This Iowa Department of Transportation rest area facility in Adair County interprets the history of wind and its significant role in developing clean, renewable energy for the state of Iowa and the nation.
The Art-in-Transit installation for the new Iowa Department of Transportation rest area in Adair County is entitled "Lift." Based on the evolutionary design of a bird's wing (the same scientific principle of physics that propels a wind turbine blade), the project interprets the story of wind energy production in Iowa. In a bold and innovative solution, a full-scale commercially made industrial turbine blade has become a monumental destination icon for the state. The lighted blade, extending over 165 feet in the air, can be seen from nearly a mile away.
The primary goal of the commission was to develop a site-specific narrative to engage the traveling public in a relevant story, welcome them to the new facility, and encourage them to stay longer to use the site. Evidence has shown that the greater the integration of the story, the greater the anticipation of the visitor, with higher use and longer stay directly related to safety on the highway. The installation does not depend upon one singular element but integrates many different sculptural components to create an overall experience for the visitor. The concept development and the integration of the artwork are critical to a methodology that connects fifteen other DOT facilities in a comprehensive traveling experience. People learn of state history and culture, while linking to other regional attractions and economic zones.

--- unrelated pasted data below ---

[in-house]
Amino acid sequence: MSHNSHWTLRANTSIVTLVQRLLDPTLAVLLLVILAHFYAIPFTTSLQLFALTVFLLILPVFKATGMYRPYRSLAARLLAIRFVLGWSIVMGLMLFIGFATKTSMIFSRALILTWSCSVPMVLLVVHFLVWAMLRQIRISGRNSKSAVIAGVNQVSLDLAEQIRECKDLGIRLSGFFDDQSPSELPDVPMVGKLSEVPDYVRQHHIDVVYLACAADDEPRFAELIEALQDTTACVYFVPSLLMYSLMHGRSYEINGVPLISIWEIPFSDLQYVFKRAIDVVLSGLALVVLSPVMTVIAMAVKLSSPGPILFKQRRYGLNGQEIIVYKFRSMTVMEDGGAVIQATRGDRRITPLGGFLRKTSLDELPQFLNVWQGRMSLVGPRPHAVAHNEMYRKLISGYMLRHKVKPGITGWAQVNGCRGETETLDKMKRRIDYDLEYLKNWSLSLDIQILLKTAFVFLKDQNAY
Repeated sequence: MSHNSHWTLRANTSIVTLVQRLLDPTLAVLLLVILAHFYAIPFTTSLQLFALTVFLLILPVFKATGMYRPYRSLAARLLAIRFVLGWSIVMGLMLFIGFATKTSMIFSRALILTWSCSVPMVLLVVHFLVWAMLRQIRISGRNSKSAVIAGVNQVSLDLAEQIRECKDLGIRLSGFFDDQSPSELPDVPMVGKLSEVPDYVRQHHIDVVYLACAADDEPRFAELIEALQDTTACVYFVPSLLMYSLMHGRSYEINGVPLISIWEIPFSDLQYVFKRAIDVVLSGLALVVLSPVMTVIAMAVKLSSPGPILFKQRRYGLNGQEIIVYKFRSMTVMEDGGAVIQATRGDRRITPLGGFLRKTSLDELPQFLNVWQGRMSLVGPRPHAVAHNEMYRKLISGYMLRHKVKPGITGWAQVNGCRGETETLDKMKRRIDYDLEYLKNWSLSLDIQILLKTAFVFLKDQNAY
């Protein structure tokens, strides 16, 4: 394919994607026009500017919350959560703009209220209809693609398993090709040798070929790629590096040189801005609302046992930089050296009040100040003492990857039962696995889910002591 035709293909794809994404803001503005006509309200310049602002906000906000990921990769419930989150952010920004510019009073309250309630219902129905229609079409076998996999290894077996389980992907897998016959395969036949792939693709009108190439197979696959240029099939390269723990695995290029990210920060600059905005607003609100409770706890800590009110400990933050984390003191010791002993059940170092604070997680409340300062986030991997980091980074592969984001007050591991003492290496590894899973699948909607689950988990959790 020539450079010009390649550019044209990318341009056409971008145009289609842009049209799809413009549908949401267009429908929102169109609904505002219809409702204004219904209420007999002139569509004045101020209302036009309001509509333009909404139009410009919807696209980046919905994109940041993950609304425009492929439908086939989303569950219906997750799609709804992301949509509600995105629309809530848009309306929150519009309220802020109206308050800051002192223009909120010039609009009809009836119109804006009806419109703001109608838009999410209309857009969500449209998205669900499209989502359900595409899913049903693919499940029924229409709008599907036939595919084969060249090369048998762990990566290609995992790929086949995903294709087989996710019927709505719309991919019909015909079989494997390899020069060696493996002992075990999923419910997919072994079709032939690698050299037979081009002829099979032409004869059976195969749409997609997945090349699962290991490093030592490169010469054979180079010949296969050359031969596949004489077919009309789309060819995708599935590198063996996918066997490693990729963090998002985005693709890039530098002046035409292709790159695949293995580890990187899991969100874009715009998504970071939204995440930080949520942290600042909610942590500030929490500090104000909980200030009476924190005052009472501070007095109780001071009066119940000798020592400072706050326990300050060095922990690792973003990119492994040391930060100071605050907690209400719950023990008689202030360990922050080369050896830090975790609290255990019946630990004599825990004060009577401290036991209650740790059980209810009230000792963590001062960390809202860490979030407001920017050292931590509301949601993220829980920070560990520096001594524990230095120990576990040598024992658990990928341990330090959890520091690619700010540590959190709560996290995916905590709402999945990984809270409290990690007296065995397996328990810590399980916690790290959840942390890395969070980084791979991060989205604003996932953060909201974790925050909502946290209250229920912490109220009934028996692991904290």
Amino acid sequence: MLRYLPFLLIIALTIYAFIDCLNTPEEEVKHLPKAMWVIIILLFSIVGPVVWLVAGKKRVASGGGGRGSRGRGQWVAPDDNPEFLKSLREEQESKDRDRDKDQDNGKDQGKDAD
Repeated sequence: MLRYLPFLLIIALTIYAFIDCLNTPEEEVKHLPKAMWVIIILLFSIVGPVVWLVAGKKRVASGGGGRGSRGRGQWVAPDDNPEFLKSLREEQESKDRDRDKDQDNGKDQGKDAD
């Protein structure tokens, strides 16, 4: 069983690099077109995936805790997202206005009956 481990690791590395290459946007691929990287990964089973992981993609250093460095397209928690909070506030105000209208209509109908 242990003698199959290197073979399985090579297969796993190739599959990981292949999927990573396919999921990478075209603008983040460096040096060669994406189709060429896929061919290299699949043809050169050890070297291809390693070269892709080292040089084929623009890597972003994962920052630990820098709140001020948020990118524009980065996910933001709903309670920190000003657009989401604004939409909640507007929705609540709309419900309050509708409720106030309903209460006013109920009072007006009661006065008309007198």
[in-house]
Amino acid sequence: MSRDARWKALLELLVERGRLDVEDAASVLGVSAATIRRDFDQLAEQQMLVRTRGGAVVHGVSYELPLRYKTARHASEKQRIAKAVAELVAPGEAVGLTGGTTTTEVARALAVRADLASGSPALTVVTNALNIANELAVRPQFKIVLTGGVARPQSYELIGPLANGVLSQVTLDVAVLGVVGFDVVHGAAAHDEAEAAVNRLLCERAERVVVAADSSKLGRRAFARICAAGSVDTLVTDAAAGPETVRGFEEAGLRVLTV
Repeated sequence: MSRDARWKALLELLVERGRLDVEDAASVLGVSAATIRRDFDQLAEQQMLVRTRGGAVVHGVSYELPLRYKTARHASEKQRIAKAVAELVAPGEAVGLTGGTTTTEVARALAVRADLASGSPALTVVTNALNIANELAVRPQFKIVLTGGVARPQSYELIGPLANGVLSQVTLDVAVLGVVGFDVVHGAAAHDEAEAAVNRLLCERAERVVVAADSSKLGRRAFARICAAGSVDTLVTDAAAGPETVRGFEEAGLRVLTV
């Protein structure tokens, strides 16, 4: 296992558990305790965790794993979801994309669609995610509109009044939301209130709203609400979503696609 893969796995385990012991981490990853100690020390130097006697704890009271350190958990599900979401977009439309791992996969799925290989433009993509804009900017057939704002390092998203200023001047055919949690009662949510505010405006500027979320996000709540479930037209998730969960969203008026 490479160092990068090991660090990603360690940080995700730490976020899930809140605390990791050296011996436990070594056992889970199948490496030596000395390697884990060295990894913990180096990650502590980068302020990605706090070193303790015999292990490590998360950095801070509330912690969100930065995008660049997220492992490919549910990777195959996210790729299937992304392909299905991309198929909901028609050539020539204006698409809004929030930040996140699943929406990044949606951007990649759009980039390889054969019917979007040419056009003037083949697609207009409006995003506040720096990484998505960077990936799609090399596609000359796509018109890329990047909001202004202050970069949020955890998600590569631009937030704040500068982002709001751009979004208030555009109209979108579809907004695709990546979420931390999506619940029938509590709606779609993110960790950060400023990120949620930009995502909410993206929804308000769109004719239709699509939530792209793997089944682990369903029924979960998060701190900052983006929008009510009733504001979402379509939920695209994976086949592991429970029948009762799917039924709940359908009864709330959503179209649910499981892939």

Artwork is not applied. Integration begins at the earliest conceptual development of the project; influencing site selection, materials, trails, color, function, and more. The visitor does not read a didactic plaque, but instead, finds oneself inside the story. The overall design is fun, entertaining, and educational at the same time. Integration allows the public to become part of the story and share it with others.
Critical to the success of the installation is the nearly two-year collaborative PROCESS, with public artist facilitation, to arrange the donation and use of the turbine blade. Only through the collaboration of the multidisciplinary design team, including the artist, architect, landscape architect, engineer, and owner, could the coordination of the myriad design details, structural engineering, liability insurance and contract negotiation have occurred. This collaboration included international manufacturing companies, utilities, government agencies, and the public.
Design options were tested, challenged, and revised; but the story and its significance to the location held the project together. Many professional design disciplines came together in an ongoing dialogue to make the project a reality. Mutual respect and exchange of ideas are at the heart of collaboration. Free-hand sketches evolved through the use of technology, in concert with fabricators and installers, to erect the vertical blade icon and other sculptural components of the installation. Without collaboration from the beginning, the back and forth between the design team and contractor, (with practical feedback from machinist to rigger to crane operator throughout the project) the project would not have been possible.